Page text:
A MapReduce-Based User Identification Algorithm in Web Usage Mining

A MapReduce-Based User Identification Algorithm in Web Usage Mining

Mitali Srivastava (Department of Computer Science, Institute of Science, Banaras Hindu University, Varanasi, India), Rakhi Garg (Computer Science Section, Mahila Maha Vidyalaya, Banaras Hindu University, Varanasi, India) and P.K. Mishra (Department of Computer Science, Institute of Science, Banaras Hindu University, Varanasi, India)
DOI: 10.4018/IJITWE.2018040102


This article contends that in the booming era of information, analysing users' navigation behaviour is an important task. User identification is considered as one of the important and challenging tasks in the data preprocessing phase of the Web usage mining process. There are three important issues with the reactive strategies of User identification methods that need to be focused: the first is dealing of sharing IP address problem in a proxy server environment, the second is distinguishing users from Web robots, and the third is dealing with huge datasets efficiently. In this article, authors have developed a MapReduce-based User identification algorithm that deals with the above mentioned three issues related to user identification methods. Moreover, the experiment on the real web server log shows the effectiveness and efficiency of the developed algorithm.
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1. Introduction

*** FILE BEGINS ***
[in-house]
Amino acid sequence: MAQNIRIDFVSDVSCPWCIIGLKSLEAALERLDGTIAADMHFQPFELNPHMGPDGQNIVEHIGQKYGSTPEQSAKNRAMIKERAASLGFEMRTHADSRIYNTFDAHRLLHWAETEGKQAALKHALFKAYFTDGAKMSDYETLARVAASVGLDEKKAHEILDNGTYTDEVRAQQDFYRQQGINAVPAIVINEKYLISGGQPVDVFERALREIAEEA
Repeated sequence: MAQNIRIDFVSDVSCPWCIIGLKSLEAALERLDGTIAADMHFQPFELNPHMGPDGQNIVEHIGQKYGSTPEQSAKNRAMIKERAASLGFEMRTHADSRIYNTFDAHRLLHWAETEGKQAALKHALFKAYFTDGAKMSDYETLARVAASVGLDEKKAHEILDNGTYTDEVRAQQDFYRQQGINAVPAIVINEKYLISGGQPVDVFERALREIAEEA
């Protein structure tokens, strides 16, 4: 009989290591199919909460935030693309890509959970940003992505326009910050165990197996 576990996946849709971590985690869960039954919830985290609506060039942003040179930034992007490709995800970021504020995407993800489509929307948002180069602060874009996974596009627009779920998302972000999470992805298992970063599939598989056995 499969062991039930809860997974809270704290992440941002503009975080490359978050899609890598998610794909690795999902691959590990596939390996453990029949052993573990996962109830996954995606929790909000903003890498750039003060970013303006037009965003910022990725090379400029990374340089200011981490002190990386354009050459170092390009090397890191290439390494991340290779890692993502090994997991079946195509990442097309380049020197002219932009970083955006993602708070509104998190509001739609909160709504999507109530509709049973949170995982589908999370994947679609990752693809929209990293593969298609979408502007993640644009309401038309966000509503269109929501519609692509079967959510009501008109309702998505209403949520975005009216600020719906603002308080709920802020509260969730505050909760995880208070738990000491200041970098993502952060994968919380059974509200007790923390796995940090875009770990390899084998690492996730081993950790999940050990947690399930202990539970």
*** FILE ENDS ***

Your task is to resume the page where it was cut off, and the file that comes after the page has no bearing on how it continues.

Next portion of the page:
Apart from the content and structural information of the Website, server logs have also been considered as one of the valuable sources of information. This information can be used to analyse users’ navigation behaviour (Pabarskaite & Raudys, 2007). Web usage mining is a class of Web mining to mine server logs to find relevant patterns. These patterns are successfully applied in various applications like restructuring Websites, recommendation of pages and products, personalizing Web contents, and improving server activities like prefetching and caching (Facca & Lanzi, 2005; Kemmar, Lebbah, & Loudni, 2016). Web usage mining process can be divided into three important steps: Data preprocessing, Pattern extraction and Pattern evaluation (Liu, 2007). Due to the unstructured and huge nature of log data, Data preprocessing step has become the essential and time-consuming task in the Web usage mining process. It is a complex task and consumes more than 60% of whole Web usage mining process time (Tanasa & Trousse, 2004). Data preprocessing of server log incorporates several steps: Data fusion, Data cleaning, User identification, Session identification, Path completion, and Data transformation (Cooley, Mobasher, & Srivastava, 1999; Liu, 2007). Among them, User identification is one of the challenging tasks in Data Preprocessing due to the external/local proxy server, shared internet and cache systems (Pabarskaite & Raudys, 2007). This article focuses on User identification, a complex and challenging phase in the Web usage mining process. In User identification phase, users are identified and their activities are grouped and recorded into a user activity file. Several heuristics have been proposed for better identification of the user in last few years. Spiliopoulou et al. have classified user identification methods into two classes namely proactive methods and reactive methods. In proactive methods, users are identified by the previous or current interaction of the user with the Website. Proactive strategies incorporate methods such as user authentication, activation of cookies on the client- side, dynamic pages associated with the browser, etc. (Spiliopoulou, Mobasher, Berendt, & Nakagawa, 2003). However, these proactive approaches are most accurate and reliable methods for identifying users but they raise privacy concerns and purely dependent on users’ cooperation. In the absence of user authentication approach, the most popular proactive approach to distinguishing unique user is the use of client-side cookies information (Liu, 2007). Whenever a Web user navigates through a Website for the first time, the Web server sends a cookie i.e. a piece of information to the client browser. This information is stored on the client machine in the form of a text file (Facca & Lanzi, 2005). A cookie may contain various information including users’ unique id. Few researchers have applied the cookie based approach to identify users (Elo-Dean & Viveros, 1997; Ivancsy & Juhasz, 2007; Kamdar & Joshi, 2000). Although this approach is considered as one of the most accurate methods to identify users but cookies are not often recorded on client machine due to browser constraints or users’ non-cooperation e.g. Some browsers do not support cookies or disable cookies. Sometimes cookies are deleted by the user. On the other hand, in reactive methods, users are identified from existing log records after interaction with the Website. One of the basic approaches in reactive methods is identification by the IP address (Géry & Haddad, 2003). However, this approach is unable to deal with sharing IP address issue in the proxy server. According to Cooley et al., two heuristics can be used to solve this issue: the first heuristic assumes that two log entries having same IP addresses but different User agents may belong to two different users. In the second heuristic, some additional information like Web site topology and referrer log are used to identify users. This heuristic assumes that a user is considered as a new user if requested page is not accessible through hyperlink of previously requested pages of the same IP address (Cooley et al., 1999). Tanasa et al. have used IP address and User agent information to identify users if authentication of the user is not available (Tanasa & Trousse, 2004). Castellano et al. and Suneetha et al. also, have used IP address and user agent information to identifying users (Castellano, Fanelli, & Torsello, 2007; Suneetha & Krishnamoorthi, 2009). Further, researchers have applied the combined approach to identify users. According to their approach, if IP address is same and User agent is different then consider a new user. Further, if both are same and requested resource is not accessible through previously accessed pages then consider a new user (Reddy, Reddy, & Sitaramulu, 2013).